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Vol. 77/No. 12      April 1, 2013

With new pope, church seeks greater
political influence in world
(front page)
The March 13 election of Buenos Aires Cardinal José Mario Bergoglio, 76, as new Pope Francis reflects the Catholic hierarchy’s increasing focus on Latin America and Africa—which together comprise a little over half the world’s followers of the faith—and efforts to gain a greater hearing among toilers of the globe bearing the brunt of the worldwide crisis of capitalism.

The selection is also geared to advance the clergy’s battle—under the false banner of “freedom of religion”—to increase the church’s political clout and influence in the affairs of government wherever it can.

Francis is the first non-European pontiff in nearly 1,300 years. Today the largest bulk of Catholics are in Latin America. In Africa their ranks are rapidly growing. Meanwhile, in Europe, with a quarter of the world’s Catholics, adherents are declining.

With the social changes spurred by the massive incorporation of women into the workforce after World War II, observance by Catholics of official church doctrine on sexuality, family and the place of women in society has eroded, particularly in the most developed nations. This trend among others opened the door in recent years to exposure of widespread sex abuse by clergy in Europe and North America that has further diminished clerics’ moral authority.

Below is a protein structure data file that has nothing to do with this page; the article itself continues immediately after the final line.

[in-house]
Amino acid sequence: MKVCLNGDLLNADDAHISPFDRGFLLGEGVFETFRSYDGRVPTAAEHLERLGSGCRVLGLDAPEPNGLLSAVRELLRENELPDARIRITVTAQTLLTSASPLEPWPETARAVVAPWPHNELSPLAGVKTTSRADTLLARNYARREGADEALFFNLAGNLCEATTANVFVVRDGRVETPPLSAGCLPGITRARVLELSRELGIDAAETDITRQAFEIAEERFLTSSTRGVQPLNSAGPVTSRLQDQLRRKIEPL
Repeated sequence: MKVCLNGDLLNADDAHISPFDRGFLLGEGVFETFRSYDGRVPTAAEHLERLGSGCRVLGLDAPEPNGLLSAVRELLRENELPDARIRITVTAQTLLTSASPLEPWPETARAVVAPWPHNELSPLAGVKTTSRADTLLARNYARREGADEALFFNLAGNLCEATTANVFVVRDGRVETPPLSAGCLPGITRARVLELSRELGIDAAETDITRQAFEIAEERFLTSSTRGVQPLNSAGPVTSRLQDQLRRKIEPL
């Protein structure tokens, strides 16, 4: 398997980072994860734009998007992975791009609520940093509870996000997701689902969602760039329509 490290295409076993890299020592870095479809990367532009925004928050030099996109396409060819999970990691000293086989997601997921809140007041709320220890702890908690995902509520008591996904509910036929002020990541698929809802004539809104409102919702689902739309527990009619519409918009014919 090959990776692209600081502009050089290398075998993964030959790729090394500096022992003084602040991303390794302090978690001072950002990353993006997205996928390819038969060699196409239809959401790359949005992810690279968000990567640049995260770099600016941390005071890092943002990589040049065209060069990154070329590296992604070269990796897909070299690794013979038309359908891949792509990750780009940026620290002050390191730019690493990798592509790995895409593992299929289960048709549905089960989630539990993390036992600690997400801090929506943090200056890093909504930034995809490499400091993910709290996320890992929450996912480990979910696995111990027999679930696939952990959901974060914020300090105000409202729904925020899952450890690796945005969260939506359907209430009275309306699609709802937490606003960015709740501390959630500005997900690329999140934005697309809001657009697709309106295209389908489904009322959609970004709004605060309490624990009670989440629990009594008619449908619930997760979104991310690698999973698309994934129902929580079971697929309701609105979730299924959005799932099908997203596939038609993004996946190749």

‘A pope of the poor’

Francis is projected as a “pope of the poor.” He chose his name from Francis of Assisi (1181-1226), a well-known Christian saint who relinquished all his wealth and vowed a monastic life of humility and charity.

As archbishop of Buenos Aires, Bergoglio lived in a modest apartment, rode public transportation, cooked his own meals and sponsored all sorts of social programs in the city’s slums.

During the 1999-2002 economic crisis in Argentina, Cardinal Bergoglio denounced measures implemented by the government of President Fernando de la Rúa. In response to the country’s massive debt default and under the pressure of the International Monetary Fund, the measures reimbursed holders of Argentine debt on the backs of the country’s working people through currency devaluation and cuts to social expenditures, which led to rising unemployment and ruinous inflation.

“Some of the most serious social ills we suffer in economic and political affairs are a direct reflection of the crudest liberalism,” Bergoglio pointed out in August 2001, criticizing growing inequalities and lack of a “social safety net.”

Bergoglio has also clashed with Argentine’s last two presidents, husband Nestór Kirchner and later wife Cristina Fernández, over economic policies that fueled widening economic disparities. Kirchner and Fernández are Peronists, a “leftist” bourgeois current that has traditionally draped itself in nationalist and anti-imperialist rhetoric and presented itself as a champion of working people.

“Slavery is the order of the day in various forms,” Bergoglio said in September 2011. “In this city, workers are exploited in sweatshops and, if they are immigrants, are deprived of the opportunity to get out.”

Pope Francis is also the first pope from the Jesuit order. Jesuits take a vow of poverty and traditionally shun the spotlight, focusing on education and social services.